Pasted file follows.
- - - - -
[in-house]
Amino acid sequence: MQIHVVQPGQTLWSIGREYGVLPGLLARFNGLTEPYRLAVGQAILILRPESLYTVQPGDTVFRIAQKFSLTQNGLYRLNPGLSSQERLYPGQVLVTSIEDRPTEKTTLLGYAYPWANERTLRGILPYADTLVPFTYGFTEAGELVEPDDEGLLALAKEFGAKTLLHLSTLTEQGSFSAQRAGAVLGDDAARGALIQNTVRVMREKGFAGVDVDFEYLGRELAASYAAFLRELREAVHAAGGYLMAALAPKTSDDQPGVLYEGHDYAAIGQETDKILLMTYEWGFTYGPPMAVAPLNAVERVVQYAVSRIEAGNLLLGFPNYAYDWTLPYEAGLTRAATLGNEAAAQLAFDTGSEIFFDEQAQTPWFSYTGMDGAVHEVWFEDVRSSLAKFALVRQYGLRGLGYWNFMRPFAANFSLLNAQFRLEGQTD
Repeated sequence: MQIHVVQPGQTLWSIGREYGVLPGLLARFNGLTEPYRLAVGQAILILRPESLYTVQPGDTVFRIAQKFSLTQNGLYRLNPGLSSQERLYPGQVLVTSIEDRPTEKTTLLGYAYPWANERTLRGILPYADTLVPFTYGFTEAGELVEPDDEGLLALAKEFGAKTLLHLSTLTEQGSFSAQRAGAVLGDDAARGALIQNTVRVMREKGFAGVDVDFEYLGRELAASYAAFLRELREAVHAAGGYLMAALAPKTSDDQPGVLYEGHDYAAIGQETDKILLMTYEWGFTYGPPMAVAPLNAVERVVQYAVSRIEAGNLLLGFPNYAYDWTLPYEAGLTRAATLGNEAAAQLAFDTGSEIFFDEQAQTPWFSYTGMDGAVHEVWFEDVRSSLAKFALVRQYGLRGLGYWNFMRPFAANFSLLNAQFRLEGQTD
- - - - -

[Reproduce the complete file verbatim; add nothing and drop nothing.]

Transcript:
[in-house]
Amino acid sequence: MQIHVVQPGQTLWSIGREYGVLPGLLARFNGLTEPYRLAVGQAILILRPESLYTVQPGDTVFRIAQKFSLTQNGLYRLNPGLSSQERLYPGQVLVTSIEDRPTEKTTLLGYAYPWANERTLRGILPYADTLVPFTYGFTEAGELVEPDDEGLLALAKEFGAKTLLHLSTLTEQGSFSAQRAGAVLGDDAARGALIQNTVRVMREKGFAGVDVDFEYLGRELAASYAAFLRELREAVHAAGGYLMAALAPKTSDDQPGVLYEGHDYAAIGQETDKILLMTYEWGFTYGPPMAVAPLNAVERVVQYAVSRIEAGNLLLGFPNYAYDWTLPYEAGLTRAATLGNEAAAQLAFDTGSEIFFDEQAQTPWFSYTGMDGAVHEVWFEDVRSSLAKFALVRQYGLRGLGYWNFMRPFAANFSLLNAQFRLEGQTD
Repeated sequence: MQIHVVQPGQTLWSIGREYGVLPGLLARFNGLTEPYRLAVGQAILILRPESLYTVQPGDTVFRIAQKFSLTQNGLYRLNPGLSSQERLYPGQVLVTSIEDRPTEKTTLLGYAYPWANERTLRGILPYADTLVPFTYGFTEAGELVEPDDEGLLALAKEFGAKTLLHLSTLTEQGSFSAQRAGAVLGDDAARGALIQNTVRVMREKGFAGVDVDFEYLGRELAASYAAFLRELREAVHAAGGYLMAALAPKTSDDQPGVLYEGHDYAAIGQETDKILLMTYEWGFTYGPPMAVAPLNAVERVVQYAVSRIEAGNLLLGFPNYAYDWTLPYEAGLTRAATLGNEAAAQLAFDTGSEIFFDEQAQTPWFSYTGMDGAVHEVWFEDVRSSLAKFALVRQYGLRGLGYWNFMRPFAANFSLLNAQFRLEGQTD